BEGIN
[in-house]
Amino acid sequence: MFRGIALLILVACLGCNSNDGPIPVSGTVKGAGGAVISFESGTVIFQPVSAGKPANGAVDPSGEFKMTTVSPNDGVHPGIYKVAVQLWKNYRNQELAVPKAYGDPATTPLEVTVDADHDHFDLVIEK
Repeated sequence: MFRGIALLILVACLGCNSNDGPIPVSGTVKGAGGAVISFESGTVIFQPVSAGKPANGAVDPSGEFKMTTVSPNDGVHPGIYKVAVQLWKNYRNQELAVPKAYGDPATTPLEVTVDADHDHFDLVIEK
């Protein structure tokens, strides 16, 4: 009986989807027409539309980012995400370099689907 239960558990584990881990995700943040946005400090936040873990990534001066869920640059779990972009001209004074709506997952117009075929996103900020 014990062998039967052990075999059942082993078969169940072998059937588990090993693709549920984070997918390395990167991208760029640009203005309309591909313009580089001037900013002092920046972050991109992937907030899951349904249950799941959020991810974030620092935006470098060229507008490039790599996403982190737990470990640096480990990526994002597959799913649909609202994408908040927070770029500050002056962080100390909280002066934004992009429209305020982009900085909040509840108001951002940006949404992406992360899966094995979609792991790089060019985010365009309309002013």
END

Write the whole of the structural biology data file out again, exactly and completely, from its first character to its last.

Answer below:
[in-house]
Amino acid sequence: MFRGIALLILVACLGCNSNDGPIPVSGTVKGAGGAVISFESGTVIFQPVSAGKPANGAVDPSGEFKMTTVSPNDGVHPGIYKVAVQLWKNYRNQELAVPKAYGDPATTPLEVTVDADHDHFDLVIEK
Repeated sequence: MFRGIALLILVACLGCNSNDGPIPVSGTVKGAGGAVISFESGTVIFQPVSAGKPANGAVDPSGEFKMTTVSPNDGVHPGIYKVAVQLWKNYRNQELAVPKAYGDPATTPLEVTVDADHDHFDLVIEK
């Protein structure tokens, strides 16, 4: 009986989807027409539309980012995400370099689907 239960558990584990881990995700943040946005400090936040873990990534001066869920640059779990972009001209004074709506997952117009075929996103900020 014990062998039967052990075999059942082993078969169940072998059937588990090993693709549920984070997918390395990167991208760029640009203005309309591909313009580089001037900013002092920046972050991109992937907030899951349904249950799941959020991810974030620092935006470098060229507008490039790599996403982190737990470990640096480990990526994002597959799913649909609202994408908040927070770029500050002056962080100390909280002066934004992009429209305020982009900085909040509840108001951002940006949404992406992360899966094995979609792991790089060019985010365009309309002013």